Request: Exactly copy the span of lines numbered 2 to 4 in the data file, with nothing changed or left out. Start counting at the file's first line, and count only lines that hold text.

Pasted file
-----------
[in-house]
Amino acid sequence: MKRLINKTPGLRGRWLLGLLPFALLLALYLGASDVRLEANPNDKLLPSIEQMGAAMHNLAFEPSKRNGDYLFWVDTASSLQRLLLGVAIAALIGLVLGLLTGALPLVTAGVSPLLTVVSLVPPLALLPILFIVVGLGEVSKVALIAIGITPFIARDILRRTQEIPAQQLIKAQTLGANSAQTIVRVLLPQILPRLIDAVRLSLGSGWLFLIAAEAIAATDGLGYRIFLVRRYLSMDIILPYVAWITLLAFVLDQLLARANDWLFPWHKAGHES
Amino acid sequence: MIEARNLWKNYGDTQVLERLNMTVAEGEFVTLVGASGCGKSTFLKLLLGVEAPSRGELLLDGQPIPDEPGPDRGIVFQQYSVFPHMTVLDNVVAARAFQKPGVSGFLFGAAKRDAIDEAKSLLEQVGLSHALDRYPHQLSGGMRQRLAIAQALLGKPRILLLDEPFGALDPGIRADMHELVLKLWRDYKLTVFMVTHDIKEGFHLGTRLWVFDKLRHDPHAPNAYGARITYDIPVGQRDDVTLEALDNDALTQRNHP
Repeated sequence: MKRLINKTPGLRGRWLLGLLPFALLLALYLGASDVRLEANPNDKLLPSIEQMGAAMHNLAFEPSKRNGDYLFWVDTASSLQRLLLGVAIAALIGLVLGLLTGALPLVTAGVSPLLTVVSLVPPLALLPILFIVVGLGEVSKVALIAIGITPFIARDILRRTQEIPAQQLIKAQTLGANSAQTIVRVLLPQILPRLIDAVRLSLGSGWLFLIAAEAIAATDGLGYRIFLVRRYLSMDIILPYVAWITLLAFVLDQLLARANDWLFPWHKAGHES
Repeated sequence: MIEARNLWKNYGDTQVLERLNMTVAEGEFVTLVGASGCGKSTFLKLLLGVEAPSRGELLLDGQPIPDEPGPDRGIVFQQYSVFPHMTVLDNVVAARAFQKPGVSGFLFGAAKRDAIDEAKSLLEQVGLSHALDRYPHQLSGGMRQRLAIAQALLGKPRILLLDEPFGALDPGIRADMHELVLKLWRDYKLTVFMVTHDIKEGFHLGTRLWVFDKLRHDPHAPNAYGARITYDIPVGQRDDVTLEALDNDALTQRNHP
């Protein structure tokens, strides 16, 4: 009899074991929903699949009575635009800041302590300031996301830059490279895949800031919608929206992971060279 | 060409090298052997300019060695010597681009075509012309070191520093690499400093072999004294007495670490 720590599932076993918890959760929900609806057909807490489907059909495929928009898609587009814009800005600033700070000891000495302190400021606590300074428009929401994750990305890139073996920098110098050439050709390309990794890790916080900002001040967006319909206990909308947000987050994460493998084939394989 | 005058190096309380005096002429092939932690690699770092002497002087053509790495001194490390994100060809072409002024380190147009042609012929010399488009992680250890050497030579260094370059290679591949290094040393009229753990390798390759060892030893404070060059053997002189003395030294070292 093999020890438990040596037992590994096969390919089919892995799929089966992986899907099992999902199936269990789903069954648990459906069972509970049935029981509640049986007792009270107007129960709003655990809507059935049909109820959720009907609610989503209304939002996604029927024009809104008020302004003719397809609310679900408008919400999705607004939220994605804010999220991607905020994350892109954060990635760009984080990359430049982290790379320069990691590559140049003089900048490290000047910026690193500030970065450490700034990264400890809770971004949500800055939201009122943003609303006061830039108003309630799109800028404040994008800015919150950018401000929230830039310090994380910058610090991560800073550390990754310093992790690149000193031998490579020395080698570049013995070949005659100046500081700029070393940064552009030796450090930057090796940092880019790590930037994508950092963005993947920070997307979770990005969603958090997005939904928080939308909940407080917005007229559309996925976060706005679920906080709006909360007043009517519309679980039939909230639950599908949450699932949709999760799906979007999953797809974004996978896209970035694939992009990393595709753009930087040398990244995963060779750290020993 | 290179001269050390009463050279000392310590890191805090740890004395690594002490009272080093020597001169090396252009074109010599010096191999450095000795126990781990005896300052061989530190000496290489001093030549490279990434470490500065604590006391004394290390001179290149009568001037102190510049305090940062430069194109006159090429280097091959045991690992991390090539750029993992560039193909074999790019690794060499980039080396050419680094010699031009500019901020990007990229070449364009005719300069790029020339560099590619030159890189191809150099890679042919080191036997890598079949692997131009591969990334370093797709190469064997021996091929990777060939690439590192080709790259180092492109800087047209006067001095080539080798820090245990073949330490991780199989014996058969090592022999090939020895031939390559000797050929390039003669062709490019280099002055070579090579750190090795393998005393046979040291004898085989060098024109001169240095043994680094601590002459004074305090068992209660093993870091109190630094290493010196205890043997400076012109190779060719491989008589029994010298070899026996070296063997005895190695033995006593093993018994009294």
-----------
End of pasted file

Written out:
Amino acid sequence: MKRLINKTPGLRGRWLLGLLPFALLLALYLGASDVRLEANPNDKLLPSIEQMGAAMHNLAFEPSKRNGDYLFWVDTASSLQRLLLGVAIAALIGLVLGLLTGALPLVTAGVSPLLTVVSLVPPLALLPILFIVVGLGEVSKVALIAIGITPFIARDILRRTQEIPAQQLIKAQTLGANSAQTIVRVLLPQILPRLIDAVRLSLGSGWLFLIAAEAIAATDGLGYRIFLVRRYLSMDIILPYVAWITLLAFVLDQLLARANDWLFPWHKAGHES
Amino acid sequence: MIEARNLWKNYGDTQVLERLNMTVAEGEFVTLVGASGCGKSTFLKLLLGVEAPSRGELLLDGQPIPDEPGPDRGIVFQQYSVFPHMTVLDNVVAARAFQKPGVSGFLFGAAKRDAIDEAKSLLEQVGLSHALDRYPHQLSGGMRQRLAIAQALLGKPRILLLDEPFGALDPGIRADMHELVLKLWRDYKLTVFMVTHDIKEGFHLGTRLWVFDKLRHDPHAPNAYGARITYDIPVGQRDDVTLEALDNDALTQRNHP
Repeated sequence: MKRLINKTPGLRGRWLLGLLPFALLLALYLGASDVRLEANPNDKLLPSIEQMGAAMHNLAFEPSKRNGDYLFWVDTASSLQRLLLGVAIAALIGLVLGLLTGALPLVTAGVSPLLTVVSLVPPLALLPILFIVVGLGEVSKVALIAIGITPFIARDILRRTQEIPAQQLIKAQTLGANSAQTIVRVLLPQILPRLIDAVRLSLGSGWLFLIAAEAIAATDGLGYRIFLVRRYLSMDIILPYVAWITLLAFVLDQLLARANDWLFPWHKAGHES